Government could save £800m on buildings, MPs say

Whitehall Central government offices occupy more than five million square metres

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An influential committee of MPs has said the cost of running government buildings could be slashed by £800m.

The Public Accounts Committee said departments should be given incentives to improve property management.

Huge savings could be made if control was centralised and unused property sold off, it added.

The Cabinet Office said it would consider the report "carefully" but running costs had already been cut by £200m in 2011-12.

The private sector had lessons to teach Whitehall about the efficient use of property, the MPs added.

Start Quote

If savings are to be maximised in future, departments will need financial incentives to work together”

End Quote Margaret Hodge Public Accounts Committee
'Greater clout'

Labour MP Margaret Hodge, who chairs the committee, said: "Central government offices cost the taxpayer around £1.8bn a year to run.

"Progress has been made in recent years to drive costs down, but a more ambitious approach could deliver much bigger savings: more than £800m a year by 2020."

The Cabinet Office's Government Property Unit is responsible for working with government departments to deliver savings.

Ms Hodge called for the unit to be given "greater clout to mandate action across Whitehall" so that it could "lead from the front".

She added: "Savings up to now have largely been achieved by departments working alone. If savings are to be maximised in future, departments will need financial incentives to work together to share space and sell excess property."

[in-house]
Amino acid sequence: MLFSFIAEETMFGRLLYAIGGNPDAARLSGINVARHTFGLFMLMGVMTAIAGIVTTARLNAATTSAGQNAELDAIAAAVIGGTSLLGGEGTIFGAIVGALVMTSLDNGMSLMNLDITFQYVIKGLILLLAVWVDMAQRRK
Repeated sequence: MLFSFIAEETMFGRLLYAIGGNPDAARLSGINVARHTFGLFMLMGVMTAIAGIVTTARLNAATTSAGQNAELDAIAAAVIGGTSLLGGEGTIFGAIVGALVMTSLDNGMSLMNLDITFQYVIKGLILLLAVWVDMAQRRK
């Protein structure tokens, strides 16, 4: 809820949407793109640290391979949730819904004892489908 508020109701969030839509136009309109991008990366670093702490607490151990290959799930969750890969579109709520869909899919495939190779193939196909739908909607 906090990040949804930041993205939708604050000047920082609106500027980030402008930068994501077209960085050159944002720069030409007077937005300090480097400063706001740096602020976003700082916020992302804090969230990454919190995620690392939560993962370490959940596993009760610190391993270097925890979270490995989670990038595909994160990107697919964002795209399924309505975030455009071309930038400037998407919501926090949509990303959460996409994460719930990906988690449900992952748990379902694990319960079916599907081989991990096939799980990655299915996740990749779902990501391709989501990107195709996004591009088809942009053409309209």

The committee concluded that local and central government should work more collaboratively and consolidate the property estate by either renting or selling unused space.

Improvements

The committee acknowledged there had been some improvements in the way government offices were used through a greater sharing of space between departments and more open plan offices.

But it found departments were unwilling to dispose of unused property which could benefit the public finances.

The Cabinet Office said it would "consider the PAC's recommendations carefully" but claimed that running costs had already been cut by £200m in 2011-12.

A spokeswoman said: "In less than two years the government sold over 250 freeholds, generating more than £640m."

"We are working with Bristol City Council and Preston Council on pilot property projects across the wider public sector.

"We have also identified empty office spaces which will be offered to [small businesses] and are exploring how others could be used for free schools."

MPs took evidence from the Cabinet Office and the Department for Business, Innovation and Skills when preparing their report.

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